While defenses of "it is custom and practice in the industry" are often raised on behalf of agents, i.e., the agent acted as everyone else in the business of selling insurance acts, unless custom and practice conform to standards of prudence and competence, this defense will probably fail. Persons who doubt this only need to recall New York Attorney General Eliot Spitzer's attacks on a widespread custom and practice in the industry relating to contingent commissions. Other examples abound.
The actual character of the agent-insured relationship, however, is a fact driven determination based on the nature of the relationship and not necessarily on how long the parties have dealt with one another. The pursuit of several questions aids in determining where the relationship rests along the continuum.
Is the agent independent or captive? Independent agents exercise more discretion and may be viewed as agents of the insured more often. Captive agents who own stock in their companies or who benefit from employee benefit programs may be attacked for conflict of interest.
Is the agent a broker? (Brokers typically represent the insured and must satisfy a heightened standard of duty to the insured.)
Did the agent receive a fee for advice given to the insured? Additional fees trigger a likelihood of liability.
Does the agent advertise that he is an expert or specialist? Agents often refer to their professionalism without considering the implications. Professionals are held to a higher standard than nonprofessionals. Further, it is not necessary for an agent to be a professional. Merely leading people to believe an agent assumes a professional status may be sufficient. My guess is that Web pages and Yellow Page ads are receiving close scrutiny in Mississippi.
Has the agent made insurance decisions for the policyholder in the past?
Did policyholder expressly assign certain duties to the agent or insist upon certain endorsements? An instruction to be sure that "I am fully covered" or to secure flood insurance for my home and contents" if not done can spell trouble for agents.
Did the agent conduct a risk analysis to determine what coverage to suggest? A positive response to this question can harm an agent's defense.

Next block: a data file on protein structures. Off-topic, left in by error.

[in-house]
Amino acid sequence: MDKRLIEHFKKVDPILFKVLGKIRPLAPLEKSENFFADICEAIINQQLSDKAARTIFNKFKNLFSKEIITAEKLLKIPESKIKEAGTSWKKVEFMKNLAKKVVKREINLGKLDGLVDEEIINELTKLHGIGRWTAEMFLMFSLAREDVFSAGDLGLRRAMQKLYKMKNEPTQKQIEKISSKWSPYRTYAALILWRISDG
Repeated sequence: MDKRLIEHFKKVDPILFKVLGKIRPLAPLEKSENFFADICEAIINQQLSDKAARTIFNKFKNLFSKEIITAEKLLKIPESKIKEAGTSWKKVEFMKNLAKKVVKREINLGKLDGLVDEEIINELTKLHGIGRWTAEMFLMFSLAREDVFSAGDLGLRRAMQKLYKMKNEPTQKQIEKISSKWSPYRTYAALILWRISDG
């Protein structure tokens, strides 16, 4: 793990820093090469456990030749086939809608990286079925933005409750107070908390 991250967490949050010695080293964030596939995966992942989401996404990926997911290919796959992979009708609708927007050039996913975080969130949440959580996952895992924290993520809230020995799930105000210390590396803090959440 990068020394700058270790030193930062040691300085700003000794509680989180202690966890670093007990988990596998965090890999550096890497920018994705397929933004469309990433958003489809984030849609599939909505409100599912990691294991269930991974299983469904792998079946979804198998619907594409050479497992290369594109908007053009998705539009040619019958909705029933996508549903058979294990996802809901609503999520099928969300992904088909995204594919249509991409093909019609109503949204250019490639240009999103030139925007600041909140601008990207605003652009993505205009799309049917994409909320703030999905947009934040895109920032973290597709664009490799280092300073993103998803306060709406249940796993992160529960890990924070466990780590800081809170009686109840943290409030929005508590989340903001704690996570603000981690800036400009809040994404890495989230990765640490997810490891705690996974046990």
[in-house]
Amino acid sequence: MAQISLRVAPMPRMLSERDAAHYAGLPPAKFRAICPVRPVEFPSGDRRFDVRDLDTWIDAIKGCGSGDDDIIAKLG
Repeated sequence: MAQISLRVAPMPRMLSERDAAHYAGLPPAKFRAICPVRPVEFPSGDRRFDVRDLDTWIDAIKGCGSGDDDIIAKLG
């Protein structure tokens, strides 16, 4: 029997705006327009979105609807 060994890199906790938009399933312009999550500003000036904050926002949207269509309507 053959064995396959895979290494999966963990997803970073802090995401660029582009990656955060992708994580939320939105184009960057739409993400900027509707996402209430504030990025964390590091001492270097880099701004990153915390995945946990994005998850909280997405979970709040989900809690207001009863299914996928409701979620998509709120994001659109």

To what extent did the policyholder rely on the agent in selecting coverage? Reliance, of course, is usually essential for plaintiffs to win.
Should the agent have known that the insured relied on her opinions and recommendations? This is another hurdle facing plaintiffs and highlighting the necessity of examining the nature of the insured and agent relationship.
Is there a longstanding business or personal relationship between the agent and the policyholder? A "yes" adds to the probability of liability.
How many other policies have been sold to the insured by the same agent or agency? This question may be a measure of the intensity of the relationship issue.
How many meetings and discussions occurred between the agent and insured on the policy in question? Similar in nature to the preceding question.
What is the insured person's level of sophistication about insurance? And are the insurable risk exposures reasonably within the common understanding of the insured, or do they require special knowledge? Greater dependence on the selling agent increases the probability of establishing a special relationship.
Did the agent make use of any illustrations or other materials during the sale? This is a double-edged sword. Failure to present evidentiary materials about the policy and coverages may be construed as negligence. Presenting documents that have a capacity or tendency to deceive, on the other hand, may prove equally disadvantageous for agents.
Did the agent receive any special training on any of the potential risk exposures? Failure to train suggests negligence. Moreover, if an agent received training but her conduct failed to show that it took, the training entity (usually an insurer) may be off the hook, but the agent will have a problem